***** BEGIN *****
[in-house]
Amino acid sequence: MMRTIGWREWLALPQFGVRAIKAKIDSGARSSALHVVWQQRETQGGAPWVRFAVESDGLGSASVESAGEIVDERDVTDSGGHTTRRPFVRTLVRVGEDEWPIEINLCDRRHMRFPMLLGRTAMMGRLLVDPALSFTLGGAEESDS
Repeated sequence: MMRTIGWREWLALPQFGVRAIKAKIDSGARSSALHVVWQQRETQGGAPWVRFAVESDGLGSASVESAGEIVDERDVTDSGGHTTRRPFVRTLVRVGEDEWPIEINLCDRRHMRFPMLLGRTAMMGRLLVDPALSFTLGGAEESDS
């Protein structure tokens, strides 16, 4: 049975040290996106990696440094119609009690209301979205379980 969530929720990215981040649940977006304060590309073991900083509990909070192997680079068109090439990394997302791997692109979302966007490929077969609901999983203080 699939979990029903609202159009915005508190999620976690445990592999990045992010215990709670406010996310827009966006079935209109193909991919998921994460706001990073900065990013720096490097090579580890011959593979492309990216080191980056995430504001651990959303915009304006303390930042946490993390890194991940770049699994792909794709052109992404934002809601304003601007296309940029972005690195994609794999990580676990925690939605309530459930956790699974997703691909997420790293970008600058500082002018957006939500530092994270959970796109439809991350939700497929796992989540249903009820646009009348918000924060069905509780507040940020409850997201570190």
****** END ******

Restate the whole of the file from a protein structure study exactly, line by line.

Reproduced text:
[in-house]
Amino acid sequence: MMRTIGWREWLALPQFGVRAIKAKIDSGARSSALHVVWQQRETQGGAPWVRFAVESDGLGSASVESAGEIVDERDVTDSGGHTTRRPFVRTLVRVGEDEWPIEINLCDRRHMRFPMLLGRTAMMGRLLVDPALSFTLGGAEESDS
Repeated sequence: MMRTIGWREWLALPQFGVRAIKAKIDSGARSSALHVVWQQRETQGGAPWVRFAVESDGLGSASVESAGEIVDERDVTDSGGHTTRRPFVRTLVRVGEDEWPIEINLCDRRHMRFPMLLGRTAMMGRLLVDPALSFTLGGAEESDS
């Protein structure tokens, strides 16, 4: 049975040290996106990696440094119609009690209301979205379980 969530929720990215981040649940977006304060590309073991900083509990909070192997680079068109090439990394997302791997692109979302966007490929077969609901999983203080 699939979990029903609202159009915005508190999620976690445990592999990045992010215990709670406010996310827009966006079935209109193909991919998921994460706001990073900065990013720096490097090579580890011959593979492309990216080191980056995430504001651990959303915009304006303390930042946490993390890194991940770049699994792909794709052109992404934002809601304003601007296309940029972005690195994609794999990580676990925690939605309530459930956790699974997703691909997420790293970008600058500082002018957006939500530092994270959970796109439809991350939700497929796992989540249903009820646009009348918000924060069905509780507040940020409850997201570190």